CROSS Jesus Rabinowitz 
Thursday, July 14, 2011, 09:04 PM
Posted by Administrator
As the oldest among us remember, a man named Irving Younger was America's greatest Continuing Legal Education lecturer. He is dead now but I still have a dozen or so of his cassette tapes. (It has been ten years since I owed a cassette player.) Here is what Irving said were the two rules of successful cross examination:
1) Don't get up.
-Nothing good will come of it; you will screw up your case; the witness you are about to cross examine hasn't hurt you; why ask anything on cross??????
2) Sit down.
-You were dumb enough to get up; the witness you set out to destroy has, instead, filled in gaps in his direct testimony; the more questions you ask, the more damage you will, why are you standing there thinking of something to ask???? SIT DOWN.

Still, lawyers being the arrogant know-it-alls that they are, can't help themselves... When the judge says "Cross examination, Mr. Mason?" Mason has to say "Yes."

Now what?

The idea is that Mr. Mason (Perry Mason for those old enough to remember) is going to tell his (client's) version of the witnesses story and, along the way, stop every few moments and give the witness a chance to agree that he is telling the story correctly. So, (and this is the same thing you do in sales), you want to get the witness to get used to saying "Yes".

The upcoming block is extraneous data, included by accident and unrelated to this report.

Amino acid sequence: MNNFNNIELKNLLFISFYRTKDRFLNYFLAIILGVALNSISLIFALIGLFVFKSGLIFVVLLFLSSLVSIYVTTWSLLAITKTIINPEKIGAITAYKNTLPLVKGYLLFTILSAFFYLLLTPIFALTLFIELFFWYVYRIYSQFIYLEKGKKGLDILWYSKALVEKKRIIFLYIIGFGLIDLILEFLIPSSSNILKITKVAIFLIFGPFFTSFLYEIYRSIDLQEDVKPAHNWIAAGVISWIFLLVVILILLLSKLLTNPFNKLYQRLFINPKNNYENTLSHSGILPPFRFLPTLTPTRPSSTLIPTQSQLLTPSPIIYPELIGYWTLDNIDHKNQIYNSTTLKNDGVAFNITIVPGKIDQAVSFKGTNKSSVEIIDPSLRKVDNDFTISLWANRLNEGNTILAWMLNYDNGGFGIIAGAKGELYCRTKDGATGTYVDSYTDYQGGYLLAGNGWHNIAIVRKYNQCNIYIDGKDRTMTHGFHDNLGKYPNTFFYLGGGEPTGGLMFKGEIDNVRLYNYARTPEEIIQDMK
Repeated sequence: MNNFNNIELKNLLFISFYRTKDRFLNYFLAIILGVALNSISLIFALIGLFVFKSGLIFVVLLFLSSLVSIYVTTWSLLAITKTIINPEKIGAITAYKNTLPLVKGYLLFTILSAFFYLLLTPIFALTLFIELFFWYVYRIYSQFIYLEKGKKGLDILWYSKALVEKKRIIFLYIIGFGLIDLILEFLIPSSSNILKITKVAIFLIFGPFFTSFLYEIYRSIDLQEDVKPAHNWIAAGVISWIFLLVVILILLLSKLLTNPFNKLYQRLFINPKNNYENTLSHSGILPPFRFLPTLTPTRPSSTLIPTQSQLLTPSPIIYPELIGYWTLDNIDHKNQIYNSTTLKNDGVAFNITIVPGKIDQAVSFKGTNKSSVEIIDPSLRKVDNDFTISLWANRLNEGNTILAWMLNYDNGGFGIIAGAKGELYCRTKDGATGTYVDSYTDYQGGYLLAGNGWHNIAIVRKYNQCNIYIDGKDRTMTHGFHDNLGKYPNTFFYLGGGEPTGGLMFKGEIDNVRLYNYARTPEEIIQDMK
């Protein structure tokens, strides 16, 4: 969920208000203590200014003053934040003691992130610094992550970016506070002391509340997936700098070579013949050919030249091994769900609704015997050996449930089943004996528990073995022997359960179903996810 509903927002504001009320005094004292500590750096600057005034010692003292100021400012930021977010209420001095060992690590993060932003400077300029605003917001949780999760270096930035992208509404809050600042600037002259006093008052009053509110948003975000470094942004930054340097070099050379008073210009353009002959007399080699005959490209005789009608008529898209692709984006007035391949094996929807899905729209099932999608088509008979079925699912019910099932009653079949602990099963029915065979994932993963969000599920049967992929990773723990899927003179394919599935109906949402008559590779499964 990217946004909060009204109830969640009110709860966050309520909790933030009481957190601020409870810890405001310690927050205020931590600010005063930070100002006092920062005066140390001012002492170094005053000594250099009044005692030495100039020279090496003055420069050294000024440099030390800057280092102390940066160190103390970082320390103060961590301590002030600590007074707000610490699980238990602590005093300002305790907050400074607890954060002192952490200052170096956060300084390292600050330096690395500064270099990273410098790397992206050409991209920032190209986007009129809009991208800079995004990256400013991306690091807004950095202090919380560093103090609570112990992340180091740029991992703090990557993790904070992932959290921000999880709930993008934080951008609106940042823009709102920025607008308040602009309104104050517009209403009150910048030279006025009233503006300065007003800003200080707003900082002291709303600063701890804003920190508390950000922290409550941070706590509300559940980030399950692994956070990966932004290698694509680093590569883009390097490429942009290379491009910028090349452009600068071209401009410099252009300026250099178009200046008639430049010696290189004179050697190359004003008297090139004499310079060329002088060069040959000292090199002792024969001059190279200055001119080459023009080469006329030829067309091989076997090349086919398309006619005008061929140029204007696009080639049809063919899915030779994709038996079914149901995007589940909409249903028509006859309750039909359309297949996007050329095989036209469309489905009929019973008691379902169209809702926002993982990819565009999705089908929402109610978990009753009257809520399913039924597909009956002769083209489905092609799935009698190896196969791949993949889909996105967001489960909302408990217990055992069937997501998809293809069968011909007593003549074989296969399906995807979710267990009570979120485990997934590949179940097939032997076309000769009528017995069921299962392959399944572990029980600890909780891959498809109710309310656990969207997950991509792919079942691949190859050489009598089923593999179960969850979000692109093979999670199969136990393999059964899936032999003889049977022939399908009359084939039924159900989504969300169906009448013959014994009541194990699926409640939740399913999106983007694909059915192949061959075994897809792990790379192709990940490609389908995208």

Q. "You have known your wife for several years, right?"
A. "Yes."
Q. "And you lived together for all that time, right?"
A. "Yes."
Q. "And the two of you had three kids together, right?"
A. "Yes." want to get the witness to trust you by asking him/her questions that are easy to answer with a "Yes". This also lets the trier of fact (judge or jury) know that you are worth believing...the witness is agreeing that you are being accurate.

.........then the going gets be continued...
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